Crickets Heard as Social Media Users Self-Censor Regarding the Suffering in Egypt


Usually a post on SMH covering needless slaughter in the Middle East would draw hundreds of waspish social justice warriors from gentrified suburbs, and hundreds more heavily conditioned plebs looking to curry favour with those who would never usually speak to them in any real world social interaction, in a mutually masturbatory feeding frenzy of virtue signalling.

Even the act of someone from this part of the world callously ploughing through scores of people (some children) in a lorry would predictably elicit a wave of concern not for the mangled pedestrians, but for the family and friends of the perpetrator should they suffer the indignity of a few questions from the constabulary or a little more scrutiny from the TSA.

But as this post at SMH shows, some Middle Eastern lives apparently matter more than others:

7 hours with few likes, and only one comment. A rather paltry effort for a piece about a minority group being killed because of their religion don’t you think? My aunt got more likes and comments when she posted a photo of her latest crop of tomatoes from the garden. So why did such a big story see such a minuscule response?

People decline to comment on social media news posts for two reasons. Firstly is of course a lack of interest. The second reason is the fear that one’s opinion could be perceived as socially toxic, and with it the fear of ostracism, losing ones job, or being branded a bigot. To suggest that there is no interest in this story or sympathy for the victims is a stretch. And most people, even if it isn’t altruistic, will express sympathy for people who have lost their lives. By all rights there should be scores of comments on a mainstream media post that’s been up for 7 hours.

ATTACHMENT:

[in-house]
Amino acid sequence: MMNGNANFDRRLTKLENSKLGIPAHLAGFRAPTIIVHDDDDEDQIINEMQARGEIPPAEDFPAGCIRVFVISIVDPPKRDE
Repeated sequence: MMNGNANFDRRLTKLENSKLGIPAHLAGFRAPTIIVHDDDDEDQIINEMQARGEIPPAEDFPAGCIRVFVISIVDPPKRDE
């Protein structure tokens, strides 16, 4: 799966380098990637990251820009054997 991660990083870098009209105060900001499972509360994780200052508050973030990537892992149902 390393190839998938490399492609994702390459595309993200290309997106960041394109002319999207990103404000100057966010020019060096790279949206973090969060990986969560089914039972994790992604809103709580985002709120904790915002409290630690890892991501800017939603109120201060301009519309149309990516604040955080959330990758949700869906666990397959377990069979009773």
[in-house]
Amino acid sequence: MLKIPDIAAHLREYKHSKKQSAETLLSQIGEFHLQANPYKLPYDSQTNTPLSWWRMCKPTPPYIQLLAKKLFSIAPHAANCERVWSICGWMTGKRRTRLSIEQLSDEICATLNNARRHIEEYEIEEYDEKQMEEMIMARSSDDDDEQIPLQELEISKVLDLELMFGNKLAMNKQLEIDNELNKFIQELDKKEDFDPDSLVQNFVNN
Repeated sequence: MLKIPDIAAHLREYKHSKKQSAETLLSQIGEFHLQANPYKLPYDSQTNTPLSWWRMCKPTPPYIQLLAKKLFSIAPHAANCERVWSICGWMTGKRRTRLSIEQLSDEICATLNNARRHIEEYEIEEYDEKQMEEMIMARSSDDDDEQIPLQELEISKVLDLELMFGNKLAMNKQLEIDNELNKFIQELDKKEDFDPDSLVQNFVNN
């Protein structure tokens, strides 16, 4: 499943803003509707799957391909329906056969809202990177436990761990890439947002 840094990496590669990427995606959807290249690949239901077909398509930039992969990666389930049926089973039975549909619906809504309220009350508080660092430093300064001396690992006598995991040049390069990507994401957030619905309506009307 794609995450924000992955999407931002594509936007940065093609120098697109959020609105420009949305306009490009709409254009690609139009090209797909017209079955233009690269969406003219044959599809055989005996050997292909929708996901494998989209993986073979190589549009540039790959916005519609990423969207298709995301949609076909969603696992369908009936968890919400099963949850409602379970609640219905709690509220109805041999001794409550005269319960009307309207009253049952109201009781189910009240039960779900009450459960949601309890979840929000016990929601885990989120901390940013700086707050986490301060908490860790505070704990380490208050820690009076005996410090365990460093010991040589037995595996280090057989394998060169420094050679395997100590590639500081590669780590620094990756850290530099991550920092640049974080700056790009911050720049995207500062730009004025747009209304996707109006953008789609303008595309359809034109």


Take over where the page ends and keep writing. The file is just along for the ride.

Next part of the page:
The really chilling thing is that this leaves us with only the second explanation. Forget the social justice warriors for a moment. This post is still more evidence that the average person now feels that it is socially unacceptable to express sympathy for an innocent Christian who has been murdered if the perpetrator/s happen to be Islamic. To do so now socially falls within the parameters of hate speech. Let that sink in for a moment.

The very people who regard those who are wary of the ramifications of 18C as somehow being paranoid or bigoted are themselves too afraid to express sympathy for children of a minority group blown to pieces, merely due to their religious affiliation. To 18C proponents, causing offence with mere words is a cardinal sin, yet censoring ones own criticism of barbarous extremists is somehow just and above board. Victim blaming at its most primal.

The madness of self-censoring our sympathy for dead children so as not to offend the sensibilities of the Jihadists who murdered them should be self-evident. If you don’t feel safe and comfortable expressing sympathy without fear of reprisal as so many usually vocal commenters clearly do on the subject of Christan persecution in the face of Extremism, that’s all the evidence you’ll ever need as to why 18C and its ramifications for freedom are in need of review.

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Eh?nonymous was a thoroughly repellent unemployed social justice warrior until a one in a million glitch in his Facebook account affected the algorithms in his news feed, omitting posts from his much loved left leaning Huffington Post and I F---ing Love Science, and inexplicably replacing them with centrist and conservative newsfeed items that slowly dragged him kicking and screaming into the light beyond the safe space that Mr. Zuckerberg had so carefully constructed for him. It’s a long road to recovery, but every Mark Steyn share he sees in his newsfeed is like another day clean from social justice addiction.